We’re often the invisible disability if you like because you never know when you walk past a deaf person on the street unless you would try to talk to a person or the person actually raises their hands to sign to communicate.
So, really it doesn’t matter about how they’re labelled as deaf people, but more importantly the respect. For example, um, some people will say you’re hearing impaired and I always say ‘no I’m deaf’. I’m not hearing impaired. Hearing impaired is just such a, such a negative kind of slant on it. I’m deaf, I’m proud to be deaf.
In a Hearing World
Hidden from Sight
In a Seeing World
The Laughter of the Tribe
Eyes on Access
Sign Language Alphabet Chart
Flinders Street Deaf Club
Muir and Abraham at Flinders Street Deaf Club
Blackburn Lake Park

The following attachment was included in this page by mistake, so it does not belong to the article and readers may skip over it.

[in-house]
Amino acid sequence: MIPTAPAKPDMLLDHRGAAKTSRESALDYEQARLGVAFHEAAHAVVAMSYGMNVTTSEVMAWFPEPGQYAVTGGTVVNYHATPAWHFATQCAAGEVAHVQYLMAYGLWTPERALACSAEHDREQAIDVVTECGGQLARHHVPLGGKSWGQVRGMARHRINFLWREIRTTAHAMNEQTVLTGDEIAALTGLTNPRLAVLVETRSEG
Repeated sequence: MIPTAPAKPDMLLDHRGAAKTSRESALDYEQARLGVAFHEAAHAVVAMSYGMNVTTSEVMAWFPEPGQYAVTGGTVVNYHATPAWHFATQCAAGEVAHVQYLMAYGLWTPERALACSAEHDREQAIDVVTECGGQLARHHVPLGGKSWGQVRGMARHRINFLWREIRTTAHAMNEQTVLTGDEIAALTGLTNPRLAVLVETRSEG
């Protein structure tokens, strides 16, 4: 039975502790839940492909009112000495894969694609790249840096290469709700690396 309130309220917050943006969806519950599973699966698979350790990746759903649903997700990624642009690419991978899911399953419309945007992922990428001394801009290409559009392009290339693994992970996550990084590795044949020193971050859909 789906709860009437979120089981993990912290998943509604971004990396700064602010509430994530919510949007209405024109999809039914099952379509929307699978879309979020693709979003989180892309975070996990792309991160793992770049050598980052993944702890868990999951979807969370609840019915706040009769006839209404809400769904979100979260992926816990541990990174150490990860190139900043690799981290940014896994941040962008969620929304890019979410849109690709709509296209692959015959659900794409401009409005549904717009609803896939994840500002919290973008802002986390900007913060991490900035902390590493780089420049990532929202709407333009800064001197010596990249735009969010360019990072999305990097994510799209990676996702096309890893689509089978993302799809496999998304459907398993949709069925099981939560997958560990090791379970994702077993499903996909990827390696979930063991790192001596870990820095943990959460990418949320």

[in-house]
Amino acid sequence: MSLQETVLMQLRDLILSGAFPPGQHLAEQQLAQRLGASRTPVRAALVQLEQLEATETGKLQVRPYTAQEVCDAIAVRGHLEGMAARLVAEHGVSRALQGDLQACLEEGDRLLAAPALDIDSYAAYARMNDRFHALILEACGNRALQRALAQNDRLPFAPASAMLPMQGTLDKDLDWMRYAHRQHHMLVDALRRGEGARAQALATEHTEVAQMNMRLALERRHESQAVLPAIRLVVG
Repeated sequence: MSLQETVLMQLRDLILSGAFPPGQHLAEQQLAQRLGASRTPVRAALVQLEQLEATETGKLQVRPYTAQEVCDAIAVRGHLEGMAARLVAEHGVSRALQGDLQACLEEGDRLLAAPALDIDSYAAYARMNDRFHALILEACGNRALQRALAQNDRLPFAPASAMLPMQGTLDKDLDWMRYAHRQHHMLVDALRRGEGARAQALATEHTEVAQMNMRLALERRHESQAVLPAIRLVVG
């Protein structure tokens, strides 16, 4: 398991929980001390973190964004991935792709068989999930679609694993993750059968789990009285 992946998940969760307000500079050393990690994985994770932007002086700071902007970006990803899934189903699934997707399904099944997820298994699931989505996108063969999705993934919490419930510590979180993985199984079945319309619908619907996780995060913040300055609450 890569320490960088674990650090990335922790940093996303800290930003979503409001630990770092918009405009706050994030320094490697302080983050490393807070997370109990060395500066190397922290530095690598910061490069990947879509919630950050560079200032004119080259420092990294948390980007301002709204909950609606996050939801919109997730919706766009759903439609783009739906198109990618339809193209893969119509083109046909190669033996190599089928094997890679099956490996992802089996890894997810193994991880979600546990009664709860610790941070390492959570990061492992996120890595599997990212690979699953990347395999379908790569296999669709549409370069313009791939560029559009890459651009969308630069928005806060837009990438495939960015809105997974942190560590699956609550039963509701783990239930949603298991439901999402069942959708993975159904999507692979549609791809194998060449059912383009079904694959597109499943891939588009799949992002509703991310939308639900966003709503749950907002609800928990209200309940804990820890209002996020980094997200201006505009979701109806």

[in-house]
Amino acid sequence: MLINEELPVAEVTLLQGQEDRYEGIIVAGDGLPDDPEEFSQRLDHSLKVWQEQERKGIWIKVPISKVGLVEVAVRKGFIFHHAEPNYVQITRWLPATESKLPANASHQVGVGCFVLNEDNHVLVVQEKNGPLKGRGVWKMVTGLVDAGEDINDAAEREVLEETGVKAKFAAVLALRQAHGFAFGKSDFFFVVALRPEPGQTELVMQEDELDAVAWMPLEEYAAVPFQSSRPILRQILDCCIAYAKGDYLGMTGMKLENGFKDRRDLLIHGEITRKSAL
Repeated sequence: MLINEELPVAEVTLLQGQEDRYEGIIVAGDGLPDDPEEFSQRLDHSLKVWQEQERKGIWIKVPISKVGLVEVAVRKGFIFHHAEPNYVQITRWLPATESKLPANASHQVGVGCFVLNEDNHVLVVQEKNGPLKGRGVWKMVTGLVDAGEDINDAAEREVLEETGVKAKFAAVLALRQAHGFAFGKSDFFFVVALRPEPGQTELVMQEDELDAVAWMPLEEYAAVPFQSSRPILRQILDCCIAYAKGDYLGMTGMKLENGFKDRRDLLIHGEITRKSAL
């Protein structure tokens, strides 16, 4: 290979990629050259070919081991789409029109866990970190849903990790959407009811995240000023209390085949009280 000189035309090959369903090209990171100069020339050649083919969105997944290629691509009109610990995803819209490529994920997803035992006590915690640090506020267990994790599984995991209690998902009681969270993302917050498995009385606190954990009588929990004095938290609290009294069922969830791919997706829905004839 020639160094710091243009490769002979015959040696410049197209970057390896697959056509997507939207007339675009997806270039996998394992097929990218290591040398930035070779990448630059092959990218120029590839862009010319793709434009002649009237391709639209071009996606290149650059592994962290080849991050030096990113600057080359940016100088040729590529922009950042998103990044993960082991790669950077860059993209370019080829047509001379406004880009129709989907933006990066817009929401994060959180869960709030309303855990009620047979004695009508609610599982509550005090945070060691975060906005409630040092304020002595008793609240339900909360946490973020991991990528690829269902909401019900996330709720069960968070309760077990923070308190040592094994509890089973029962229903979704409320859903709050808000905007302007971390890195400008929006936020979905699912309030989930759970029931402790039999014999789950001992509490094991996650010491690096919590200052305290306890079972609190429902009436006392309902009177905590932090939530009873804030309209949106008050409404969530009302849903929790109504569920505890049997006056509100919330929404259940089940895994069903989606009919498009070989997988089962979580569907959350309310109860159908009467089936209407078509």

Jolimont Square Garden Party
Royal Victorian Institute for the Blind Chief Librarian
Demonstration of Assistive Technology
Braille Playboy Magazine
Story education resources
Education A Sensory Experience Education Kit - Deaf Perspectives
Created by Way Back When Consulting Historians, this education resource links to relevant learning outcomes in the year 9 Australian History Curriculum. It utilises a range of primary sources including images, video and essays; interviews with members of the Deaf community; inquiry and research-based activities; and assignment tasks and an assessment rubric.
Education A Sensory Experience Education Kit - Blind Perspectives
Created by Way Back When Consulting Historians, this education resource links to relevant learning outcomes in the year 9 Australian History Curriculum. It utilises a range of primary sources including images, video and essays; interviews with people who are blind or have low vision; inquiry and research-based activities; and assignment tasks and an assessment rubric.